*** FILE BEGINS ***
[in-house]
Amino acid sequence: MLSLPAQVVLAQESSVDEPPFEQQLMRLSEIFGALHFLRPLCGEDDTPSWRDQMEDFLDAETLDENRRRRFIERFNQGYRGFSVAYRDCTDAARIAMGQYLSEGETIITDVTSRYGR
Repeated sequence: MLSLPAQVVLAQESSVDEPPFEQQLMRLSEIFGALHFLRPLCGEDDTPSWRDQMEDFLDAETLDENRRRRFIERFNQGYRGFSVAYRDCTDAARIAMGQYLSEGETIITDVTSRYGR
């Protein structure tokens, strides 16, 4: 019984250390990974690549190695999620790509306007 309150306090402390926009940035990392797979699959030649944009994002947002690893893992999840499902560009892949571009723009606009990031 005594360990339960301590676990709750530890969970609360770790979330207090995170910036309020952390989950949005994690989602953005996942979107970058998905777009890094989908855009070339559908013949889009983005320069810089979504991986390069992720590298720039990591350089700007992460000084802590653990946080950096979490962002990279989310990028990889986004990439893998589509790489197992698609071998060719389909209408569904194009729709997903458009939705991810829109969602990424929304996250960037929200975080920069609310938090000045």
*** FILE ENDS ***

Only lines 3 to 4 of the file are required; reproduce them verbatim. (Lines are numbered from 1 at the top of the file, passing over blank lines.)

Repeated sequence: MLSLPAQVVLAQESSVDEPPFEQQLMRLSEIFGALHFLRPLCGEDDTPSWRDQMEDFLDAETLDENRRRRFIERFNQGYRGFSVAYRDCTDAARIAMGQYLSEGETIITDVTSRYGR
């Protein structure tokens, strides 16, 4: 019984250390990974690549190695999620790509306007 309150306090402390926009940035990392797979699959030649944009994002947002690893893992999840499902560009892949571009723009606009990031 005594360990339960301590676990709750530890969970609360770790979330207090995170910036309020952390989950949005994690989602953005996942979107970058998905777009890094989908855009070339559908013949889009983005320069810089979504991986390069992720590298720039990591350089700007992460000084802590653990946080950096979490962002990279989310990028990889986004990439893998589509790489197992698609071998060719389909209408569904194009729709997903458009939705991810829109969602990424929304996250960037929200975080920069609310938090000045």